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Feeding Food Wastes to Swine

M. L. Westendorf and R. O. Myer

The feeding of food waste or garbage to swine and other livestock animals is a common practice throughout the world and is often concentrated around metropolitan centers. Food plate waste (formerly referred to as garbage) may be fed to other livestock species, but has most often been used as a source of feed for swine. High disposal costs and fees encourage the feeding of food/plate waste.

Food waste can be defined as any edible material or byproduct that is generated in the production, processing, transportation, distribution, or consumption of food. The primary waste products fed to swine are plate and kitchen waste, bakery waste, and food products from grocery stores. The primary sources of plate waste are restaurants, institutions, schools, and, to a small degree, households. Food waste originating from restaurants, institutions, and schools has traditionally been referred to as garbage and has been regulated as such. According to the USDA there are over 2,200 licensed garbage feeders in the United States and nearly 3,000 in Puerto Rico (USDA-APHIS, VS, 1995). For the purpose of this article, the term food waste will be used to refer to all food wastes, including plate waste, kitchen or table scraps, garbage, or swill, and all food residuals discarded after serving.

Feeding food waste to swine has been common in the United States, especially in rural areas adjacent to major metropolitan areas. This practice has declined in recent years because of stricter federal, state, and local laws regulating animal health, transportation, and the feed usage of food waste. Although the feeding of raw (unprocessed) food waste to animals has been limited, there are still many states that allow it in some form.

Treatment of Food Waste

Food waste to be fed to pigs must be heat treated as mandated by the 1980 Swine Health Protection Act. This is done to reduce the risk of foreign animal diseases in swine and to eliminate any other harmful pathogens. These diseases may be spread to other livestock or humans if swine consume contaminated meat in improperly treated food waste. These diseases include hog cholera, foot and mouth disease, African swine fever, and swine vesicular disease. Other pathogens of concern are salmonella, campylobacter, trichinella, and toxoplasma. Food waste must be cooked as described below:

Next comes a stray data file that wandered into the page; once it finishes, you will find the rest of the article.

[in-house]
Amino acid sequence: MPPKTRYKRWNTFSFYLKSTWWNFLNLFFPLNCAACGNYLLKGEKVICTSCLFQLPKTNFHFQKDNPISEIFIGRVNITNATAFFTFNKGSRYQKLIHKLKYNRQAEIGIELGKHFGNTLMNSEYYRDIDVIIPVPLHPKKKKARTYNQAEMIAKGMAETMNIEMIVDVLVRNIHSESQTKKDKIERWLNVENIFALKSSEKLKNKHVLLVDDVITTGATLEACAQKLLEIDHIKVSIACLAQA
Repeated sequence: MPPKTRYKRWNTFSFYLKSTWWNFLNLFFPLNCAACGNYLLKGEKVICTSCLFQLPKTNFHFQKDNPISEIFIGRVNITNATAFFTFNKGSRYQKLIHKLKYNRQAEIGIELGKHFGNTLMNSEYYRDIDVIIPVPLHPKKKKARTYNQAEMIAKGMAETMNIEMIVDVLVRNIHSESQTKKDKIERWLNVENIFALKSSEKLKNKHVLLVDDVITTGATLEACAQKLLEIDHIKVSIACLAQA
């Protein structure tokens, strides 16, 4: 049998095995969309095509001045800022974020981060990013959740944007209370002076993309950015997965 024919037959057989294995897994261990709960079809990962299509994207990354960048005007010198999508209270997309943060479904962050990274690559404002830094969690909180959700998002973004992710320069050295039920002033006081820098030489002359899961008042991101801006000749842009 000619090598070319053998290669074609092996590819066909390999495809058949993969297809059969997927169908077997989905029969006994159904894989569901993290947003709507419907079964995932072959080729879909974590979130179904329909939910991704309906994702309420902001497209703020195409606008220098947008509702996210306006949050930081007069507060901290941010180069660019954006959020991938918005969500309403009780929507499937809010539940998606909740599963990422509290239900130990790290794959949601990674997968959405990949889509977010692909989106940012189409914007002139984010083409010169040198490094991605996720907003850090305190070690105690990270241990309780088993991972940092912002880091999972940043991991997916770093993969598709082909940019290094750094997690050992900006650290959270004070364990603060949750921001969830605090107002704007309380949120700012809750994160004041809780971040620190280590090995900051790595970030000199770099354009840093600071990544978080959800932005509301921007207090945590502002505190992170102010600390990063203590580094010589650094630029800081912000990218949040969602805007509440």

a) Food waste shall be heated throughout at boiling (212°F (100°C) at sea level) for 30 minutes; and, b) it shall be agitated during cooking, except in the steam cooking equipment, to ensure that the prescribed cooking temperature is maintained throughout the cooking container for the prescribed length of time.

There are two methods generally preferred for the heat treatment of food waste: direct fire, and steam injection (USDA-APHIS, VS, 1990). The direct fire method heats the food waste with flames that come in direct contact with a cooking vat that is stirred regularly. For larger operations, a steam injection method is used. This involves injecting steam into the bottom of a load of food waste so that it is evenly heated as steam percolates through the food waste.

It is the presence of meat in food waste that necessitates cooking; all table or plate scraps resulting from the handling, preparation, cooking, or consumption of food require cooking before feeding to swine (except for those produced and fed upon household premises). The act does not require the cooking of non-meat food waste or byproduct items (eg. bakery waste, vegetable waste, etc.).

The 2001 outbreak of Foot and Mouth Disease (FMD) in England has heightened the concerns about feeding food waste. Texas, a leading food waste feeding state, has recently banned the feeding of food waste because of FMD. The recent outbreak of FMD in the UK originated on a "food-waste-feeding" swine farm where contraband meat had been fed.

Nutritive Value of Food Waste

When fed properly, food waste can be a nutritious food source for swine. Even so, in comparison to commercial swine rations, food waste has a lower dry matter (DM) content, which may decrease nutrient intake and limit performance. Most swine fed exclusively on food/plate waste attain maximum gains of about one pound per day, but to achieve this, swine must consume food waste in larger quantities (as-fed basis) than they would commercial swine feed.